Obama photographer Pete Souza paints ‘Intimate Portrait’ of president, from fist bumps to phone calls – Chicago Tribune

It’s been a rough year for Democrats and other Trump skeptics. Have you passed through Elisabeth Kubler-Ross’ five stages of (political) grief, from denial and anger to acceptance? Pete Souza’s beautiful photographic portrait of Barack Obama’s presidency will induct you into the sixth stage: nostalgia.

As chief official White House photographer, Souza, who also held that post during the Reagan administration and is the Chicago Tribune’s former national photographer, had formidable access to Obama and his family. This well-edited visual history reflects the good use he made of it.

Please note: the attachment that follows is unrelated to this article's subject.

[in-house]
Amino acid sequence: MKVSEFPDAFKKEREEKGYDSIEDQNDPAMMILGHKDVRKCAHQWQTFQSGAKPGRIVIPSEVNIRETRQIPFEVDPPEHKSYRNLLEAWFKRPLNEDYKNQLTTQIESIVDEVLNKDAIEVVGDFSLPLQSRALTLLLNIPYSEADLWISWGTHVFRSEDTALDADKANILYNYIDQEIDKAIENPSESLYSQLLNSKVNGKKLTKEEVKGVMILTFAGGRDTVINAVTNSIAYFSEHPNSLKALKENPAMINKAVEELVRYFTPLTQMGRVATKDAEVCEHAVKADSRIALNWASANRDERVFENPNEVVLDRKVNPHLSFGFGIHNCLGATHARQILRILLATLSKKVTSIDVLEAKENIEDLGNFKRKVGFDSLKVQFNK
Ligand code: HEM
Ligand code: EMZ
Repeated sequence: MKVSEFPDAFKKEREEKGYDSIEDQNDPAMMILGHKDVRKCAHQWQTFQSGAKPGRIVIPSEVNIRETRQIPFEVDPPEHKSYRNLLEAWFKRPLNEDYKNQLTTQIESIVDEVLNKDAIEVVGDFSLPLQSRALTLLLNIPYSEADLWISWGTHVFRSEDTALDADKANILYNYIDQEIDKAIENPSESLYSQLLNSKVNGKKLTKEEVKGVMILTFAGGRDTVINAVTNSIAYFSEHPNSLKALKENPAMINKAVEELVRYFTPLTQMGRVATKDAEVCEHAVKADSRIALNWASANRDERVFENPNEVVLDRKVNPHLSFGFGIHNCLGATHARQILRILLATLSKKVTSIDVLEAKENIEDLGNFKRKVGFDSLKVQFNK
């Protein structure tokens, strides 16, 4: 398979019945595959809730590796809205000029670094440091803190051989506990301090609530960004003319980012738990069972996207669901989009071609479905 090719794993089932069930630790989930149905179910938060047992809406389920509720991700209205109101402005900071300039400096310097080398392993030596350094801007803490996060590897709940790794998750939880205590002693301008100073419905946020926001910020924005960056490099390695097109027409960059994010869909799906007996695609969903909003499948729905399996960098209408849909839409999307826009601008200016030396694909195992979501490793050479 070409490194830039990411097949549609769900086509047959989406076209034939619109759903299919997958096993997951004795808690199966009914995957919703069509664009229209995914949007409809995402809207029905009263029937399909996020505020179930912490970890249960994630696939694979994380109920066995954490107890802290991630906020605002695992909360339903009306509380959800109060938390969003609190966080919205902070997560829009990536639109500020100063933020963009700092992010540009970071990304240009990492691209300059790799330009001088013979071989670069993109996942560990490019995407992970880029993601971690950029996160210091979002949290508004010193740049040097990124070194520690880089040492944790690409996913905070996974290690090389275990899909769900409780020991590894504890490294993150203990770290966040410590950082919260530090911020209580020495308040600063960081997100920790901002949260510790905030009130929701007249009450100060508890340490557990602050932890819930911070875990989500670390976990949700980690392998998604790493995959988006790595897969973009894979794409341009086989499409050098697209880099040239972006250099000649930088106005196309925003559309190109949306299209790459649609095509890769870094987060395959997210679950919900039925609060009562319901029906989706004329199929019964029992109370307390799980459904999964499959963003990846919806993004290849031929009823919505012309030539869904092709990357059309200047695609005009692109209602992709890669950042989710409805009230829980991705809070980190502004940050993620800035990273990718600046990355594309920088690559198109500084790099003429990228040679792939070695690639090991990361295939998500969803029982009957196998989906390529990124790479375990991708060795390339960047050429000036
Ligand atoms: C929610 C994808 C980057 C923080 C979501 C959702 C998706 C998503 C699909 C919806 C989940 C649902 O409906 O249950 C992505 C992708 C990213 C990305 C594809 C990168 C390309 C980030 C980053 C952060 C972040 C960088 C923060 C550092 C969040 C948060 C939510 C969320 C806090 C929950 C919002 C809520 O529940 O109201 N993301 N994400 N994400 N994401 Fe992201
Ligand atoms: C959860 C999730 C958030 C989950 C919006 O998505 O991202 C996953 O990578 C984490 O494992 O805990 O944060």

In his foreword to “Obama: An Intimate Portrait,” the former president describes Souza as a constant shadowy presence with a “remarkable talent for making himself invisible” and an ability “to capture the mood, the atmosphere, and the meaning” of a moment. In a witty juxtaposition, the facing page shows Obama peering through the lens of a Canon camera.

Encountering Obama as a newly minted U.S. senator from Illinois, Souza remembers wondering if he might be observing a future president. The relationship blossomed as Souza covered Obama for the Tribune, and later for a 2008 book, “The Rise of Barack Obama.” For the White House post, Souza requested unfettered access to the president and produced almost 2 million photographs, from which these images were culled.

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